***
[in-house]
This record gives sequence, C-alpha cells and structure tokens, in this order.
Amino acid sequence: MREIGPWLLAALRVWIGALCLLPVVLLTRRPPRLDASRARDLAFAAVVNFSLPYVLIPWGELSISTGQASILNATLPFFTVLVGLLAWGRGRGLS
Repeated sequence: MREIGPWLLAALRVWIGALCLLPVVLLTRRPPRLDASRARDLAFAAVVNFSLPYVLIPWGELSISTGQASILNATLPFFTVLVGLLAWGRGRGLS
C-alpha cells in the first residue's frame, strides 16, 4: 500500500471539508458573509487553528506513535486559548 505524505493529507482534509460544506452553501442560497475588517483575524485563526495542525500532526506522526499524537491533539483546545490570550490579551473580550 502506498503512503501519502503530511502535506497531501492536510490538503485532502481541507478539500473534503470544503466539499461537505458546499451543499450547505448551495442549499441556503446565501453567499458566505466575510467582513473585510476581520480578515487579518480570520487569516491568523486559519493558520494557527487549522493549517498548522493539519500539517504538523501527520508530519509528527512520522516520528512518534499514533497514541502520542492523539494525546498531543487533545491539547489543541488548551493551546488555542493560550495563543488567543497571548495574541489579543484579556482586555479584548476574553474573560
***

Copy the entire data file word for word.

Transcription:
[in-house]
This record gives sequence, C-alpha cells and structure tokens, in this order.
Amino acid sequence: MREIGPWLLAALRVWIGALCLLPVVLLTRRPPRLDASRARDLAFAAVVNFSLPYVLIPWGELSISTGQASILNATLPFFTVLVGLLAWGRGRGLS
Repeated sequence: MREIGPWLLAALRVWIGALCLLPVVLLTRRPPRLDASRARDLAFAAVVNFSLPYVLIPWGELSISTGQASILNATLPFFTVLVGLLAWGRGRGLS
C-alpha cells in the first residue's frame, strides 16, 4: 500500500471539508458573509487553528506513535486559548 505524505493529507482534509460544506452553501442560497475588517483575524485563526495542525500532526506522526499524537491533539483546545490570550490579551473580550 502506498503512503501519502503530511502535506497531501492536510490538503485532502481541507478539500473534503470544503466539499461537505458546499451543499450547505448551495442549499441556503446565501453567499458566505466575510467582513473585510476581520480578515487579518480570520487569516491568523486559519493558520494557527487549522493549517498548522493539519500539517504538523501527520508530519509528527512520522516520528512518534499514533497514541502520542492523539494525546498531543487533545491539547489543541488548551493551546488555542493560550495563543488567543497571548495574541489579543484579556482586555479584548476574553474573560